'Extra Innings’ Still In Play


Against the backdrop of pitchers and catchers reporting to baseball spring-training camps last week, Major League Baseball, DirecTV and cable operators continued to toss out mixed signals regarding the fate of the sport’s “MLB Extra Innings” out-of-market package.

Executives close to several multiple-system operators said the cable industry late last week made a last-minute pitch to significantly increase the industry’s subscriber commitment to the league’s proposed channel, set to launch in 2009 — the major curveball in negotiations to secure the league’s out-of-market package of live games.

But other executives close to the negotiations said MLB could announce an exclusive Extra Innings distribution deal with DirecTV as early as this week.

The developments came as baseball commissioner Bud Selig said last week that whatever deal is cut would only adversely affect a “small” number of fans.

Executives close to the MSOs said cable has “significantly” increased its subscriber commitment to the launch of baseball’s planned 24-hour dedicated channel, although it’s unclear how big of a base has been promised.

Executives close to the negotiations said the commitment is for more households than the 15 million DirecTV subscribers that would put the planned service on the “Total Choice Plus” tier, part of DirecTV’s proposed $700 million, seven-year offer for exclusive rights to Extra Innings, which retails for $179 per season.

Initially the cable industry, through video-on-demand and pay-per-view content provider In Demand, said it would only distribute the channel via premium sports tiers, which on average reach less than 20% of all digital subscriber homes.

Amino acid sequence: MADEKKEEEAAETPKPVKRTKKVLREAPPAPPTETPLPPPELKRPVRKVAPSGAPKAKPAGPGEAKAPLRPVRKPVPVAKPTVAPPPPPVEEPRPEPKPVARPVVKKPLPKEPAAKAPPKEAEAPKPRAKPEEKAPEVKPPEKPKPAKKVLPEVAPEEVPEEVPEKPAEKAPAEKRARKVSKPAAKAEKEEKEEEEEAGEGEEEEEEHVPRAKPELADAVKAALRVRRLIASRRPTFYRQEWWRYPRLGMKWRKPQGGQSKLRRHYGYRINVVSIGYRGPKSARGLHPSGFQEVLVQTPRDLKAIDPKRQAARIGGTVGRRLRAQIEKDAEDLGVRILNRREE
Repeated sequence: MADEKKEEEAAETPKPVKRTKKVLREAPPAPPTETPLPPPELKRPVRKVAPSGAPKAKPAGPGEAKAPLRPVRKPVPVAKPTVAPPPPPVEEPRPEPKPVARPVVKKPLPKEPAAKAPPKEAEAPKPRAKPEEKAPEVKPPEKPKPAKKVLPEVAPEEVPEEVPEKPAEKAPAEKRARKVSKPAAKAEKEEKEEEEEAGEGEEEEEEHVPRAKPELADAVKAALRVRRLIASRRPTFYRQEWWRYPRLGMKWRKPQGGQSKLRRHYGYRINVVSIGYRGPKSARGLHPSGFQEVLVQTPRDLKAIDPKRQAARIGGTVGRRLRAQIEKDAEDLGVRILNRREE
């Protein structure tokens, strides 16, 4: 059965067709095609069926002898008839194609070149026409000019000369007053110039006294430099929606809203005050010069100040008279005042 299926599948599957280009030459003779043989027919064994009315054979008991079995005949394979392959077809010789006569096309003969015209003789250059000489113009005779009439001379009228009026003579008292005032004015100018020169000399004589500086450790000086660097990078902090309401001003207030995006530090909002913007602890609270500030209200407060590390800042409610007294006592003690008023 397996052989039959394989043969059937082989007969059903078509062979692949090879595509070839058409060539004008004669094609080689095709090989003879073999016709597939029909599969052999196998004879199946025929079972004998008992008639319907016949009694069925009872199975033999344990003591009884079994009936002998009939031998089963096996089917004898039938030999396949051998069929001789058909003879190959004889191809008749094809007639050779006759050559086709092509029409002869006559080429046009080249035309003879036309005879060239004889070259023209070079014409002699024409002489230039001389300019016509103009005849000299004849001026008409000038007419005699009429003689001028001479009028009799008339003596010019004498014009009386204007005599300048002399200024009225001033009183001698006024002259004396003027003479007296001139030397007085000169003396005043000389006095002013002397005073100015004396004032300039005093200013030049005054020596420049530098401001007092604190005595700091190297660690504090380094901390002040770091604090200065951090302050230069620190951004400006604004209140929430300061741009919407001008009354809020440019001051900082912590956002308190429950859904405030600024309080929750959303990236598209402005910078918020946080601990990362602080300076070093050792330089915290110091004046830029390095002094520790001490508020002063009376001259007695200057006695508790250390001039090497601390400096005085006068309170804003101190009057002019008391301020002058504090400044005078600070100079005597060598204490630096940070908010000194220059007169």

In Demand executives would not comment on the matter.

DirecTV’s proposed exclusive Extra Innings deal continues to set off protests from TV columnists, sports bloggers — and some MLB clubs. San Diego Padres CEO Sandy Alderson told local newspaper the North County Times the deal would hurt some fans who want to watch both their local team and out-of-market games. Rightsholder Cox Communications offers Padres games exclusively to cable.

“If you have satellite TV, you can’t get the Padres,” Alderson said. “Now, if you have cable, you can’t get the MLB package. And if you want both, it means adding one or the other, and it would cost quite a bit of money.”

Selig weighed in last week on ESPN Radio’s Mike and Mike In the Morning. While no deal has been reached for Extra Innings, he said, reports of baseball fans being greatly disenfranchised if DirecTV got the exclusive arrangement are exaggerated.

“I expect people to understand that we thought all of these issues out, and there’s no doubt in my mind that you’ll be quite surprised at how few people are affected,” he said. “When I look at the number of people that would be affected, it’s so small.”